Thursday, March 19, 2009

Binyomin Ginzberg's Purim Sameach

Unfortunately, timeliness is not always one of my virtues. Having my whole family sick for the last couple of weeks has meant that I missed a number of personal deadlines. One of which was writing about Binyomin Ginzberg's lovely album Purim Sameach. Before I get to the album, a quick note about Binyomin. This guy is one of the most interesting and engaging musicians in Jewish music today. He's a popular gigging simcha musician, playing the Orthodox and Chassidic parties across the northeast, and is a resident expert at the annual KlezKamp event teaching Chassidic music. Binyomin has a wonderful ear and encyclopedic knowledge for not only the traditional sounds of his standard repertoire and all it's contemporary variations (yeshivish, orthodox disco, shiny shoe) but for a wider repertoire of contemporary music (his Breslov Bar Band collaboration with the ever funky Yoshie Fructer of PITOM, being just one example.)

Purim Sameach reflects both Ginzberg's deep knowledge of tradition and an enthusiasm for exploration. On the surface it takes the form of an uptempo jazz standards album, polishing up one traditional Jewish Purim song after another. As such it makes a great business card for his gigging band, these guys are tight, joyful, and know the score(s). Hire 'em. Quick. Underneath, though, there's something else going on. Under the cheerful vocals and steady keys and clarinet, there's some happy mayhem churning. Rock guitar here, sharply syncopated jazz drums there, a fast keyboard break. Nothing so up front that it breaks the 'standards' mood, but expanding on the scope of what fits as a standard.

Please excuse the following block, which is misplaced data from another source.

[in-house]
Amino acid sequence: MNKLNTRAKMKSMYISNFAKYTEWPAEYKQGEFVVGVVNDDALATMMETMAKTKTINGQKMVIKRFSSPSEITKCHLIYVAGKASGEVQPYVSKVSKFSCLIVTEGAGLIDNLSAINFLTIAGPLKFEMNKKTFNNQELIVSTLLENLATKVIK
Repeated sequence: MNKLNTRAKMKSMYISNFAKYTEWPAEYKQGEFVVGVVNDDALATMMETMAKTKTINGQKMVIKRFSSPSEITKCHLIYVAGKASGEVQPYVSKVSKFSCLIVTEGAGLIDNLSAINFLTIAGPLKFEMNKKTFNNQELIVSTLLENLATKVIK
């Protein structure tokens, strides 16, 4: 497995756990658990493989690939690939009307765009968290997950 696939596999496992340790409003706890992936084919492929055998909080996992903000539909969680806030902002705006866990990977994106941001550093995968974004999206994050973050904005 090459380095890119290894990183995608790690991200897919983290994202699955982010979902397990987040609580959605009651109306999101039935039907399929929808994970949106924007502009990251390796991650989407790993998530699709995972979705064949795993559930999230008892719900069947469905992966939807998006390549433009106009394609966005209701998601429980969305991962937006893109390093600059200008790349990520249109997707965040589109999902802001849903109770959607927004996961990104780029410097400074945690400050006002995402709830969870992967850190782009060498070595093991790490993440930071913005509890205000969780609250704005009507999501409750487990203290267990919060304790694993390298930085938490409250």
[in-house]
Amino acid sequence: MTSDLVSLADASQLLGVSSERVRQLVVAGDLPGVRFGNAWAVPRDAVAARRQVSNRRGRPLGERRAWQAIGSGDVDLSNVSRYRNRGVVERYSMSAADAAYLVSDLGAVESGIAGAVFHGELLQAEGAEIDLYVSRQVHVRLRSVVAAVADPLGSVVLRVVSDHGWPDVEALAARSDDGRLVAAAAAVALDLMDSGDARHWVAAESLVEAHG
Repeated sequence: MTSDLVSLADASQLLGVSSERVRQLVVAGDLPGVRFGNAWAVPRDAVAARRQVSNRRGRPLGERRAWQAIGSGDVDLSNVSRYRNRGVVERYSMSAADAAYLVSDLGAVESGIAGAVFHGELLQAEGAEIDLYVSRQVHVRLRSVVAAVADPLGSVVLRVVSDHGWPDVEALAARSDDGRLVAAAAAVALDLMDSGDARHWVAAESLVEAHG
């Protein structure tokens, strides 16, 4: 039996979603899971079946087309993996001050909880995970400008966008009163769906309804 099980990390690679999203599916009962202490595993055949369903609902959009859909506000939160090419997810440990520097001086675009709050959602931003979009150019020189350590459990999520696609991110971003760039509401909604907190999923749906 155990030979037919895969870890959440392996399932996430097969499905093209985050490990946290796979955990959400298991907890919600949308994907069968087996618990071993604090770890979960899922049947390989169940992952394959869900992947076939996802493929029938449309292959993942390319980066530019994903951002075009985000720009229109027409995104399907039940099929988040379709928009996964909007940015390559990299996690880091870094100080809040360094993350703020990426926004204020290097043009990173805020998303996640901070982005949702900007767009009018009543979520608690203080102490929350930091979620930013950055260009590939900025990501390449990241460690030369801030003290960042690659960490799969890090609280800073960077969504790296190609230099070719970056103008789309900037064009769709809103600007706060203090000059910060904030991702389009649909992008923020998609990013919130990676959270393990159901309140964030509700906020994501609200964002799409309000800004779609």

Ginzberg's Purim Sameach isn't a full-on Jewish jazz album in the mold of folks like Anthony Coleman or David Chevan. It's committed to the tradition and isn't out to deconstruct and improvise on the traditional repetoire in that way. It's clear, though, that given right opportunity (maybe the Breslov Bar Band?) Ginzberg could break-loose with some wonderful explorations. I really hope that happens. Soon. We need more folks willing to build deep chops in the tradition before getting experimental.

But in the mean time, Purim Sameach is a great album highlighting a musically under appreciated holiday and highlighting one of the best gigging Jewish musicians in America. Listen to the clips below, go order yourself a copy off of CD Baby, and, if in the need hire him for your gig. You'll be happy you did.

Clips from Purim Sameach

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